Apple is not Microsoft
Apple is not motivated by market share, earnings per share or number of markets entered. Apple’s motivation begins and ends with the design of excellent user experiences. The perception that Apple will get to a place in the industry where it stops innovating, sits on its cash cows and perpetuates its existence by bludgeoning more dextrous upstarts with its patent portfolio is simply never going to happen, at least not while Jobs is alive. Jobs relentlessly whips the crop at Apple, pushing innovation like WiFi, Firewire and DisplayPort to the point where comfortable technologies like floppy disks, serial connections and removable media drives are phased out with pundit (and occasionally fanboy)-wrankling regularity. Apple outpaces any other computer or consumer electronics maker in terms of version hustle. Anyone who believes that Apple is capable of laying off the gas at the expense of bleeding-edge innovation does not know the company.

Which, as usual, focuses the discussion not on the playa, but the game. The patent system is busted, but it’s the only game in town. If you’re in the computer business, if you’re not playing, you’re losing. This isn’t a case of Apple vaguely threatening *nix users with unspecified patents in an attempt to ward of people from using open-source OSs (*cough* Microsoft *cough*) or Apple trying to leech innovation and cash from competitors (*cough* Nokia *cough*). Jobs said “We’re not in the technology-licensing business”, which is different than “We’ve always been shameless about stealing great ideas”. If you listen to how Jobs describes what his company is about, you’d have no trouble understanding why Apple is defending its IP. That doesn’t stop pundits from slapping other companies’ motivations on the things Apple does, but then again, without drama, there are no pageviews.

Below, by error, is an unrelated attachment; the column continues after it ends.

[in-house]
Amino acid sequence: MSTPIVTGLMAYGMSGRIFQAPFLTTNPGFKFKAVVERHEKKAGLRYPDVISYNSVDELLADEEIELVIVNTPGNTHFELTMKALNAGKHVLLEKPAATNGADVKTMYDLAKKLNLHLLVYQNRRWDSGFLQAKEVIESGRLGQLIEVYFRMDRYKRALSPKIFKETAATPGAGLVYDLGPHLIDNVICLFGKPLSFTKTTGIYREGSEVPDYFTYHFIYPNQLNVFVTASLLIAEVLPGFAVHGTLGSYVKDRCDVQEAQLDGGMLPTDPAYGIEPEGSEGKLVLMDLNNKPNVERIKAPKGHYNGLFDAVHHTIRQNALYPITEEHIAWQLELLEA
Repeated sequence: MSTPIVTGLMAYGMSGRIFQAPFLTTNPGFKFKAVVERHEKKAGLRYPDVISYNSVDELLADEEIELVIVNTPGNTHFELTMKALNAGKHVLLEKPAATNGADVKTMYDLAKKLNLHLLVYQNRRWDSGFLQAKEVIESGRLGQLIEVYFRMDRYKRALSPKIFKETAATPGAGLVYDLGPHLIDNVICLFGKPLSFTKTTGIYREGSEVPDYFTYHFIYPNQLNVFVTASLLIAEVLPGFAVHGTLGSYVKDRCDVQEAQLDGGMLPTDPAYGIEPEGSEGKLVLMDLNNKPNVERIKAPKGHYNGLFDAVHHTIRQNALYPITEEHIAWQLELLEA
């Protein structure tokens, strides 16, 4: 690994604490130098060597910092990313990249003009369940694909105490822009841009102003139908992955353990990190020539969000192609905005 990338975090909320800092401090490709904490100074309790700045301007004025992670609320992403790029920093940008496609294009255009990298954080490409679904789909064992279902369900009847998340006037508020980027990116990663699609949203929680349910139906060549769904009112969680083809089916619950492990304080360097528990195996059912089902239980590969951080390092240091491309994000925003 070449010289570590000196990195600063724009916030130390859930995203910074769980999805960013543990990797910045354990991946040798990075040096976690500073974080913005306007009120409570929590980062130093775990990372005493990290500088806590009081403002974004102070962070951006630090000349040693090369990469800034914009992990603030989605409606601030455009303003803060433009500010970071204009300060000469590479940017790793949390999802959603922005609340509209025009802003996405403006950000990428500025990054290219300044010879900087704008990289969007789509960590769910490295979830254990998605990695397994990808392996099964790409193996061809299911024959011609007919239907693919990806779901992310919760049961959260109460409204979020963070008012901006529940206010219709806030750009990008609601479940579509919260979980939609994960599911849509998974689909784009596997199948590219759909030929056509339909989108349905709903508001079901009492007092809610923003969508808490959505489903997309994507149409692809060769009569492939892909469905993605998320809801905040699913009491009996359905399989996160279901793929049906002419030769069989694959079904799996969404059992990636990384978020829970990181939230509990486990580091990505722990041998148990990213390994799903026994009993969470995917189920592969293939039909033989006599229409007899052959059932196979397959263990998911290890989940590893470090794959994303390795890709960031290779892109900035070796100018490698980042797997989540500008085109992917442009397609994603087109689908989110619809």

In the 1990’s Jobs had to watch from the shore as his rudderless ship was boarded, plundered and almost sent to the bottom of the ocean. Regardless about how you feel about the means or the intent, he sure as hell isn’t going to let it happen again – not on his watch.

Mar 052010
 

Here’s a hint: you leave it on the doorstep, light it on fire and ring the doorbell.

Dragon Dictation is perhaps one of the coolest apps on the iPhone. For those not familiar, Dictation is an app that displays a single “record” button when launched. You then speak into your iPhone, and your audio is transformed into text, with some startlingly impressive accuracy. Unfortunately for many users and Dragon, the program uses AT&T’s network to transmit speech to Dragon’s servers to perform the transcription. If you’re in one of those “minor” markets like New York City or San Francisco, guess what happens about 1 out of every 4 times you finish dictating your Oscar acceptance speech?

Best part is having 5 bars

About that package – I hear brown paper dipped in candle wax lights especially easily.

 Posted by at 3:31 pm  Tagged with:
Mar 022010
 

/cue Debussey, Prélude à l’après-midi d’un faune

HTC, upstart mobile phone maker saunters along a beautiful forest path, oblivious to the exquisitely-crafted “No Trespassing” signs. Sun is streaming through the trees as the company approaches a glittering spring. They stoop and drink deeply, savoring the delicious, refreshing water.

/cue shotgun pump

“Say…you got a purty mouth…”

 Posted by at 12:52 pm  Tagged with: